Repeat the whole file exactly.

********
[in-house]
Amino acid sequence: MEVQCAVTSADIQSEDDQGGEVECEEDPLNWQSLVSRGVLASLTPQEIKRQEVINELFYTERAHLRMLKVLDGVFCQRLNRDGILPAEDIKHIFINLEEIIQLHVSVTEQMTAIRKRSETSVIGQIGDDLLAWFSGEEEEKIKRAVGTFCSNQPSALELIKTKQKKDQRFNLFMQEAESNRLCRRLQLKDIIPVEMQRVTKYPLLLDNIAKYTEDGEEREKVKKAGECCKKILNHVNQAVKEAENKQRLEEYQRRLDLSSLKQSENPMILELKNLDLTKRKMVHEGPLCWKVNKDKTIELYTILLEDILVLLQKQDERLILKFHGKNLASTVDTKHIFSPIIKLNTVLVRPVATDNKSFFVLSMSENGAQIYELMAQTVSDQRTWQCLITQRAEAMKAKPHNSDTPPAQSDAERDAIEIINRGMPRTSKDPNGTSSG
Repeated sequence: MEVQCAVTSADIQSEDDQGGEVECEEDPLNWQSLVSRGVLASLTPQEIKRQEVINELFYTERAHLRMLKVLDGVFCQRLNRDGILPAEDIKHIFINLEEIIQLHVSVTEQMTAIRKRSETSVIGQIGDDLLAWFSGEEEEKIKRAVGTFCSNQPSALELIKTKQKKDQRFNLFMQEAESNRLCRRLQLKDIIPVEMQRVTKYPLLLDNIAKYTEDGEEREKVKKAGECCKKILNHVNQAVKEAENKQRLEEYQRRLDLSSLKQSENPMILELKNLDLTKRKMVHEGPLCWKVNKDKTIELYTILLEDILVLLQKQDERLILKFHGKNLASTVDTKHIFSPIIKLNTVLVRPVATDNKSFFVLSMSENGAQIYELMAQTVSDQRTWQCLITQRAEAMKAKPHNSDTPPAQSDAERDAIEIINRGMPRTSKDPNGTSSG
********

[in-house]
Amino acid sequence: MEVQCAVTSADIQSEDDQGGEVECEEDPLNWQSLVSRGVLASLTPQEIKRQEVINELFYTERAHLRMLKVLDGVFCQRLNRDGILPAEDIKHIFINLEEIIQLHVSVTEQMTAIRKRSETSVIGQIGDDLLAWFSGEEEEKIKRAVGTFCSNQPSALELIKTKQKKDQRFNLFMQEAESNRLCRRLQLKDIIPVEMQRVTKYPLLLDNIAKYTEDGEEREKVKKAGECCKKILNHVNQAVKEAENKQRLEEYQRRLDLSSLKQSENPMILELKNLDLTKRKMVHEGPLCWKVNKDKTIELYTILLEDILVLLQKQDERLILKFHGKNLASTVDTKHIFSPIIKLNTVLVRPVATDNKSFFVLSMSENGAQIYELMAQTVSDQRTWQCLITQRAEAMKAKPHNSDTPPAQSDAERDAIEIINRGMPRTSKDPNGTSSG
Repeated sequence: MEVQCAVTSADIQSEDDQGGEVECEEDPLNWQSLVSRGVLASLTPQEIKRQEVINELFYTERAHLRMLKVLDGVFCQRLNRDGILPAEDIKHIFINLEEIIQLHVSVTEQMTAIRKRSETSVIGQIGDDLLAWFSGEEEEKIKRAVGTFCSNQPSALELIKTKQKKDQRFNLFMQEAESNRLCRRLQLKDIIPVEMQRVTKYPLLLDNIAKYTEDGEEREKVKKAGECCKKILNHVNQAVKEAENKQRLEEYQRRLDLSSLKQSENPMILELKNLDLTKRKMVHEGPLCWKVNKDKTIELYTILLEDILVLLQKQDERLILKFHGKNLASTVDTKHIFSPIIKLNTVLVRPVATDNKSFFVLSMSENGAQIYELMAQTVSDQRTWQCLITQRAEAMKAKPHNSDTPPAQSDAERDAIEIINRGMPRTSKDPNGTSSG